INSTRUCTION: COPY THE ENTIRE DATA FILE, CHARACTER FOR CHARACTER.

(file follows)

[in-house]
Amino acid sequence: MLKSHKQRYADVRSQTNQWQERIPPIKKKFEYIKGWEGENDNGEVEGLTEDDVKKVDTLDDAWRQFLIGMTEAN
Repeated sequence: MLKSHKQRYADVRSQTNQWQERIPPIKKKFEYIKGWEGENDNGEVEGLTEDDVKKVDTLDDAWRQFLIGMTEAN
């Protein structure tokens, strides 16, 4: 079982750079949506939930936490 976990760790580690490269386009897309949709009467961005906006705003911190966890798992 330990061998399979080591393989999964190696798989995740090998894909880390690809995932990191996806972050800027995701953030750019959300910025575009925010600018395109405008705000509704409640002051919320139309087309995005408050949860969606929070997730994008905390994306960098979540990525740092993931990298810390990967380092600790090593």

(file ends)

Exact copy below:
[in-house]
Amino acid sequence: MLKSHKQRYADVRSQTNQWQERIPPIKKKFEYIKGWEGENDNGEVEGLTEDDVKKVDTLDDAWRQFLIGMTEAN
Repeated sequence: MLKSHKQRYADVRSQTNQWQERIPPIKKKFEYIKGWEGENDNGEVEGLTEDDVKKVDTLDDAWRQFLIGMTEAN
């Protein structure tokens, strides 16, 4: 079982750079949506939930936490 976990760790580690490269386009897309949709009467961005906006705003911190966890798992 330990061998399979080591393989999964190696798989995740090998894909880390690809995932990191996806972050800027995701953030750019959300910025575009925010600018395109405008705000509704409640002051919320139309087309995005408050949860969606929070997730994008905390994306960098979540990525740092993931990298810390990967380092600790090593």